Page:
On this issue, [Marco Rubio] is kind of like the teenager who wears a bow tie to school and agrees fervently with the senior citizens who are so fond of him that kids today have no respect, and ought to shut off that awful hip-hop and listen to some real music, like Tommy Dorsey or Glenn Miller. … But I don’t think he’s going to run anyway. He’s up for re-election to his Senate seat in 2016, so he’d have to give it up to run for president—and if he didn’t get the nomination, he’d be left with nothing. He’s only 43 years old, so he could run in 2020, 2024, or pretty much any time in the next quarter-century. He’s a pretty good politician, but he’s not so spectacularly skilled that he can reasonably look over the field and say, “I can take all of these bums.” So it’d probably be best for him to sit it out. And when he does run, Cuba probably won’t be an issue anymore.
But Greg Sargent isn’t so sure:
I would like all of this to be true. But here’s an alternate possibility: There may be no downside for Rubio here, particularly given what he needs to accomplish in the short term if he is running for president. After all, if Obama’s move does produce some successes in “accelerating change and democracy” in Cuba or in any other ways, it seems unlikely that they will be even acknowledged at all inside the Conservative Entertainment Complex or among the GOP primary voters Rubio is apparently trying to reach. So where’s the gamble in getting this wrong?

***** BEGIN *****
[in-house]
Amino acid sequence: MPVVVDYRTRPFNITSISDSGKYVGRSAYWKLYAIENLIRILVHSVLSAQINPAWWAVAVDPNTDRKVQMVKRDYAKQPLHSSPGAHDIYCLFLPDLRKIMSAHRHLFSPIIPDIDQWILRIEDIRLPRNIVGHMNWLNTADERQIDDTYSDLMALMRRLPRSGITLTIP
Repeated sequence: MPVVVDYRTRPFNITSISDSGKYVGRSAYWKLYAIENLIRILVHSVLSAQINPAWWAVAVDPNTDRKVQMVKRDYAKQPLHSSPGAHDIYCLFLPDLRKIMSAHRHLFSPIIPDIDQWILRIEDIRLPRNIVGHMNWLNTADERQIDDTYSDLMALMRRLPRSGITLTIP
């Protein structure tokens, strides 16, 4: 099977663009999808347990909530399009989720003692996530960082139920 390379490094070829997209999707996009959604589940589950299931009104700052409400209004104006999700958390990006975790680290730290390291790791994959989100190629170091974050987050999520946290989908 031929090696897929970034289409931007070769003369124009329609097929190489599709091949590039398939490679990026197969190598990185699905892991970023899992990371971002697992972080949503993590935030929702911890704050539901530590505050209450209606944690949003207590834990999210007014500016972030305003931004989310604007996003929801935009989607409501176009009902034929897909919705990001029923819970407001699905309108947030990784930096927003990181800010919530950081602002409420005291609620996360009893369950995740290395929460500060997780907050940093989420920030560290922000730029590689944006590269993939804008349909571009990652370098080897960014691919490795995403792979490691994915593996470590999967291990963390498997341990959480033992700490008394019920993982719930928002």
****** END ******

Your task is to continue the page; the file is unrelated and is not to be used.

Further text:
Then, of course, there’s the money. As Kenneth Vogel and Tarini Parti discover, wealthy opponents of normalization are already lining up to line the pockets of the “right” candidates:
Since Obama’s announcement, top Cuban-American donors have been reaching out and offering support to the U.S.-Cuba Democracy PAC, a leading opponent of normalization, according to the group’s director Mauricio Claver-Carone. “You’re definitely going to see a boon,” predicted Claver-Carone. “It will carry through the next cycle and will translate over to Jeb and Marco,” said Claver-Carone, whose group has hosted both Bush and Rubio at recent events, including a gala headlined by Bush last month in Miami that raised $200,000. …
And there’s an even deeper-pocketed group on the same side of the issue backed by the Koch brothers’ political operation. The LIBRE Initiative, which courts Latino voters with a conservative economic message, is registered under a section of the tax code – 501(c)4 – that allows it to shield its donors’ identities and requires only bare-bones financial disclosure and only well after Election Day. From July 2012 through June 2013, the group raised $5 million, according to its tax filings, and sources say it spent millions in this year’s midterms attacking Democrats in Texas, Arizona and Florida. The sources expect it to increase its spending in 2016, including potentially on ads opposing normalization.
(Chart showing majority Republican support for normalizing relations with Cuba from a February Atlantic Council report (pdf).)